"You're a good man, Kevin. Been a good friend to me and Glenn. Solid. Always there."

"Stupid, eh?" Kevin says, wiping tears from his eyes with a cocktail napkin. "What a fucking jerk I am. So cliche', getting drunk and bawling."

Brian and Glenn exchange a glance that says that anything was okay just then. Maybe it was good, a little emotional purging. They'd feel stupid in the morning. For a few days it would be like they'd slept together. They wouldn't look each other in the eye until they'd each had the chance to let it die out, reraise the shields. Go back to life as normal. Wandering through New Jersey, completely insulated, trying not to stare at the tiny pebbles pushing from underneath a woman's top when she takes off her jacket -- thank God Glenn kept it a little cool. Trying to make conversation interesting they'd repeated for the thousandth time.

Yes, I grew up here. Yes, I once worked for NASA. Rockets. Space shuttle. Never was an astronaut. It was different then. Before you were born, probably. My apartment is right over there.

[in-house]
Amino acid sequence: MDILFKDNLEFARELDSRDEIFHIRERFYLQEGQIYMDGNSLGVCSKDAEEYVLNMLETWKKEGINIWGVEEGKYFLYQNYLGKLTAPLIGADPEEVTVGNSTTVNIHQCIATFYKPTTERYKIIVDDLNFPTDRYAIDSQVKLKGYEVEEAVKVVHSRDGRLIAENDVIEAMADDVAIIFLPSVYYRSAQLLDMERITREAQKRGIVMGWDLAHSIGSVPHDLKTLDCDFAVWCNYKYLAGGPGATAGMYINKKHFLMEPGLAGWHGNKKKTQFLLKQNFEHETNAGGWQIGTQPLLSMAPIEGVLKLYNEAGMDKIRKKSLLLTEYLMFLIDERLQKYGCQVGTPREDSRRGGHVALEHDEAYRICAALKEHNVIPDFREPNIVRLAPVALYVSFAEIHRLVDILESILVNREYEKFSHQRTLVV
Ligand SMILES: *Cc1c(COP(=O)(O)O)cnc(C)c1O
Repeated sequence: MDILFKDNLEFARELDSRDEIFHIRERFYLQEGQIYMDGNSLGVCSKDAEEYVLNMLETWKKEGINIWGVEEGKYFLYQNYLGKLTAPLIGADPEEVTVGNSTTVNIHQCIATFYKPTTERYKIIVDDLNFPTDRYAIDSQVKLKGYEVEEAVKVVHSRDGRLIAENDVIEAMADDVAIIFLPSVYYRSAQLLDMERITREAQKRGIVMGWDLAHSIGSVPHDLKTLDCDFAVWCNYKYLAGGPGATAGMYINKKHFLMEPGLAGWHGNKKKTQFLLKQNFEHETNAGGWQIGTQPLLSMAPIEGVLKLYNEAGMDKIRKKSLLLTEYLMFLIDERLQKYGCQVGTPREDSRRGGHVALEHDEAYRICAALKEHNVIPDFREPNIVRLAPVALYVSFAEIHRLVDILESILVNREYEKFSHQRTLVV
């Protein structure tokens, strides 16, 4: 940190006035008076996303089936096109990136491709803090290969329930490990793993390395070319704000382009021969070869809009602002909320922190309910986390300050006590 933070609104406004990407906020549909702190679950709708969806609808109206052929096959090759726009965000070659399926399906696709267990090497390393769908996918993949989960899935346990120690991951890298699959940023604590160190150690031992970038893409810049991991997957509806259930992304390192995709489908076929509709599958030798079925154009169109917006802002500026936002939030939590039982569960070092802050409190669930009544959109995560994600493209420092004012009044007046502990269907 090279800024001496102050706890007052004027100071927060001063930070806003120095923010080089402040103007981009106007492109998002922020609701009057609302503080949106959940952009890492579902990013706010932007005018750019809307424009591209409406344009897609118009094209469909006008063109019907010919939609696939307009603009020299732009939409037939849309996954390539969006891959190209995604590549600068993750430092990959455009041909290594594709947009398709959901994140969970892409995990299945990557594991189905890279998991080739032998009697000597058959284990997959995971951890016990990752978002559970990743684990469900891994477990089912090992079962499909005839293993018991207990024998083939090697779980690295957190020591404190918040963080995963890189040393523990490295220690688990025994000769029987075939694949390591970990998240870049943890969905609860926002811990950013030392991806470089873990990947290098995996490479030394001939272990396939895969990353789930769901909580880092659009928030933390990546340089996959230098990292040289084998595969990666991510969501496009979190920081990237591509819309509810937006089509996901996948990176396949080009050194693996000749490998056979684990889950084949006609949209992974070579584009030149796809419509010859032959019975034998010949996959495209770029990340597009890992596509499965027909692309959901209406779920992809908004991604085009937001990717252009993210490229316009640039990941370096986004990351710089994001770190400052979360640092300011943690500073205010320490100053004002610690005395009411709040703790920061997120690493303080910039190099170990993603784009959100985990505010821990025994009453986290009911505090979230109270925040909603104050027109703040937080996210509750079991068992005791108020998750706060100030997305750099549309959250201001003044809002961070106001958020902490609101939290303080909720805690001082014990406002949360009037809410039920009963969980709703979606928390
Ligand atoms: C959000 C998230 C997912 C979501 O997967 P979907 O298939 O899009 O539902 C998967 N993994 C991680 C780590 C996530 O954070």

Wondering if she'll be different when she's undressed, and they're all different. And all the same.

So am I, Brian thinks. I am the same and I'm not.

"What about you?" Kevin asks Glenn.

"Happy right where I am," he says. "What else do I need? Business keeps itself going. I got you bastards to brighten my Christmas with your morose bullshit. Coffee time, yet? I'm calling you guys cabs."

Brian waves off the coffee.

"The dream," Kevin says. "I showed you mine."

Brian says, "I'm exactly what I wanted to be. Problem is, when you're a kid and decide you want to be a rocket scientist you don't realize what a crummy job it is."

"The rest of us did," Glenn says.

"You shouldn't pick your life's work until you've tried a bunch of things, is what I'm trying to say," Brian says.

"So we're all a bunch of miserable fucks," Kevin says. "Onto the dream before Glenn kicks us out on our asses in the snow."

"The dream, yes." Brian says, launching himself into pontification. Gather the thoughts flittering around like bees. Herding cats. Herding mosquitoes. Herding sharks. If they were women he'd start decorating his ideas. He'd start trying to figure out how groundhogs predicted the weather.

But they're guys so he'll bemoan Dan Blocker's death out loud, expect sympathy, and say what comes into his head.